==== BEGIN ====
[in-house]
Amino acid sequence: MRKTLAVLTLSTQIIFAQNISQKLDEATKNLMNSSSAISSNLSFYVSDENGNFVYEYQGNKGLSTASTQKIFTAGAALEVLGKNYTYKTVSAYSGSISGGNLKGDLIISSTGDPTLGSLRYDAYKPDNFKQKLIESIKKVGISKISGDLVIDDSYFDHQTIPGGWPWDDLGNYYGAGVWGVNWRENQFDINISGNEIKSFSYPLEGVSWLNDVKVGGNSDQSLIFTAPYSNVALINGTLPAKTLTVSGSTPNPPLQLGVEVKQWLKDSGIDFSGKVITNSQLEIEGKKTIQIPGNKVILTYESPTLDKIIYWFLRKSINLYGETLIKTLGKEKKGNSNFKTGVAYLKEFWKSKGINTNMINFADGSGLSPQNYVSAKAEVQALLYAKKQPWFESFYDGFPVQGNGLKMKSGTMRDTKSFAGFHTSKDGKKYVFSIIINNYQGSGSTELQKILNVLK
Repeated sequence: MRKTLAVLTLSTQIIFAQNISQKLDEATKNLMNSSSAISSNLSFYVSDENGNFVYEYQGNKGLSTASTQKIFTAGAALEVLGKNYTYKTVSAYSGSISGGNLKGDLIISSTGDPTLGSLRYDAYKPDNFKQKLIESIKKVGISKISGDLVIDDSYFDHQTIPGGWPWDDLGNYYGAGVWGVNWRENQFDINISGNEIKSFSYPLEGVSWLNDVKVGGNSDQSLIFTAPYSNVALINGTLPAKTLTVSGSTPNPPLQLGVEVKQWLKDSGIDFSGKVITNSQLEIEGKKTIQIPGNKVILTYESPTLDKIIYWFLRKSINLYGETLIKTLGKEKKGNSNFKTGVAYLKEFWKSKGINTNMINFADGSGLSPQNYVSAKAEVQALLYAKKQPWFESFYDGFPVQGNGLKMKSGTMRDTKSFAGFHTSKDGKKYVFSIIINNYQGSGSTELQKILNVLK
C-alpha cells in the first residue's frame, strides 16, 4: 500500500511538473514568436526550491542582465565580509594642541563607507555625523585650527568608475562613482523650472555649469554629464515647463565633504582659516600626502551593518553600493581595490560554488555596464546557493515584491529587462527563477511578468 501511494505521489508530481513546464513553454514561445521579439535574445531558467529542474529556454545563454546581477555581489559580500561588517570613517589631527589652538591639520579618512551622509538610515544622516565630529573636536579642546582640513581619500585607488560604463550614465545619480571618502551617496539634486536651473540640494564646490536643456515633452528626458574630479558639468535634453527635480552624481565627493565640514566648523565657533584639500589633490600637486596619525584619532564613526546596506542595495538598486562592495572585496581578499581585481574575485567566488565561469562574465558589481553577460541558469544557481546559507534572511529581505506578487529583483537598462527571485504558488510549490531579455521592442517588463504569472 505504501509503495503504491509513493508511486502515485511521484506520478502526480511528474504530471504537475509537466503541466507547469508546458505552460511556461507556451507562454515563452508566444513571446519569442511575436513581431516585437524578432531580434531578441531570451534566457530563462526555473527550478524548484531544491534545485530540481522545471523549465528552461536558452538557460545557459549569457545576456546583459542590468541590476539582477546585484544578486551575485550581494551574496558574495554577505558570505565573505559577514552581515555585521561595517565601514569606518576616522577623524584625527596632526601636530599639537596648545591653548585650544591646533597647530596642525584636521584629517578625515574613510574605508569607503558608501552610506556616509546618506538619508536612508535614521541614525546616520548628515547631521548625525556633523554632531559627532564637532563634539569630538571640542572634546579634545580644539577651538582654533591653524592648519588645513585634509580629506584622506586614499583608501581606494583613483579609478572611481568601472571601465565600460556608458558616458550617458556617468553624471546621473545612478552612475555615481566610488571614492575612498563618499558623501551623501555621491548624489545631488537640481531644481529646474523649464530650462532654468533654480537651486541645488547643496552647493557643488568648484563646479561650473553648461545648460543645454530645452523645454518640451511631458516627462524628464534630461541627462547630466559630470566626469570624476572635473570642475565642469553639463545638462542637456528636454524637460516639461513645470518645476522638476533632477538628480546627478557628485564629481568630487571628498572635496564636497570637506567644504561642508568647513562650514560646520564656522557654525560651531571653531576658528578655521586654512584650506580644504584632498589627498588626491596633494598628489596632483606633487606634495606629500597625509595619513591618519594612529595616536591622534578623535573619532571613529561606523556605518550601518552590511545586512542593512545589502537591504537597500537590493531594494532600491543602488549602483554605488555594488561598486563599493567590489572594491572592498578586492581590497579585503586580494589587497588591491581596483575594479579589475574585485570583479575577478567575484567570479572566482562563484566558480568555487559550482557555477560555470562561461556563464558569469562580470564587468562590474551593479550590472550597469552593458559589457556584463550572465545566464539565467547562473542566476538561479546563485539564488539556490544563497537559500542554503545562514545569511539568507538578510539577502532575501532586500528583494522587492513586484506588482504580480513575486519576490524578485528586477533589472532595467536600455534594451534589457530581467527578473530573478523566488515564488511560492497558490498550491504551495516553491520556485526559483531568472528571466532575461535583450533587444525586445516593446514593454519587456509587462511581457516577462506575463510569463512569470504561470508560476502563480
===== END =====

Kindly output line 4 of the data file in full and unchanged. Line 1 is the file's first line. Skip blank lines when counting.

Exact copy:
C-alpha cells in the first residue's frame, strides 16, 4: 500500500511538473514568436526550491542582465565580509594642541563607507555625523585650527568608475562613482523650472555649469554629464515647463565633504582659516600626502551593518553600493581595490560554488555596464546557493515584491529587462527563477511578468 501511494505521489508530481513546464513553454514561445521579439535574445531558467529542474529556454545563454546581477555581489559580500561588517570613517589631527589652538591639520579618512551622509538610515544622516565630529573636536579642546582640513581619500585607488560604463550614465545619480571618502551617496539634486536651473540640494564646490536643456515633452528626458574630479558639468535634453527635480552624481565627493565640514566648523565657533584639500589633490600637486596619525584619532564613526546596506542595495538598486562592495572585496581578499581585481574575485567566488565561469562574465558589481553577460541558469544557481546559507534572511529581505506578487529583483537598462527571485504558488510549490531579455521592442517588463504569472 505504501509503495503504491509513493508511486502515485511521484506520478502526480511528474504530471504537475509537466503541466507547469508546458505552460511556461507556451507562454515563452508566444513571446519569442511575436513581431516585437524578432531580434531578441531570451534566457530563462526555473527550478524548484531544491534545485530540481522545471523549465528552461536558452538557460545557459549569457545576456546583459542590468541590476539582477546585484544578486551575485550581494551574496558574495554577505558570505565573505559577514552581515555585521561595517565601514569606518576616522577623524584625527596632526601636530599639537596648545591653548585650544591646533597647530596642525584636521584629517578625515574613510574605508569607503558608501552610506556616509546618506538619508536612508535614521541614525546616520548628515547631521548625525556633523554632531559627532564637532563634539569630538571640542572634546579634545580644539577651538582654533591653524592648519588645513585634509580629506584622506586614499583608501581606494583613483579609478572611481568601472571601465565600460556608458558616458550617458556617468553624471546621473545612478552612475555615481566610488571614492575612498563618499558623501551623501555621491548624489545631488537640481531644481529646474523649464530650462532654468533654480537651486541645488547643496552647493557643488568648484563646479561650473553648461545648460543645454530645452523645454518640451511631458516627462524628464534630461541627462547630466559630470566626469570624476572635473570642475565642469553639463545638462542637456528636454524637460516639461513645470518645476522638476533632477538628480546627478557628485564629481568630487571628498572635496564636497570637506567644504561642508568647513562650514560646520564656522557654525560651531571653531576658528578655521586654512584650506580644504584632498589627498588626491596633494598628489596632483606633487606634495606629500597625509595619513591618519594612529595616536591622534578623535573619532571613529561606523556605518550601518552590511545586512542593512545589502537591504537597500537590493531594494532600491543602488549602483554605488555594488561598486563599493567590489572594491572592498578586492581590497579585503586580494589587497588591491581596483575594479579589475574585485570583479575577478567575484567570479572566482562563484566558480568555487559550482557555477560555470562561461556563464558569469562580470564587468562590474551593479550590472550597469552593458559589457556584463550572465545566464539565467547562473542566476538561479546563485539564488539556490544563497537559500542554503545562514545569511539568507538578510539577502532575501532586500528583494522587492513586484506588482504580480513575486519576490524578485528586477533589472532595467536600455534594451534589457530581467527578473530573478523566488515564488511560492497558490498550491504551495516553491520556485526559483531568472528571466532575461535583450533587444525586445516593446514593454519587456509587462511581457516577462506575463510569463512569470504561470508560476502563480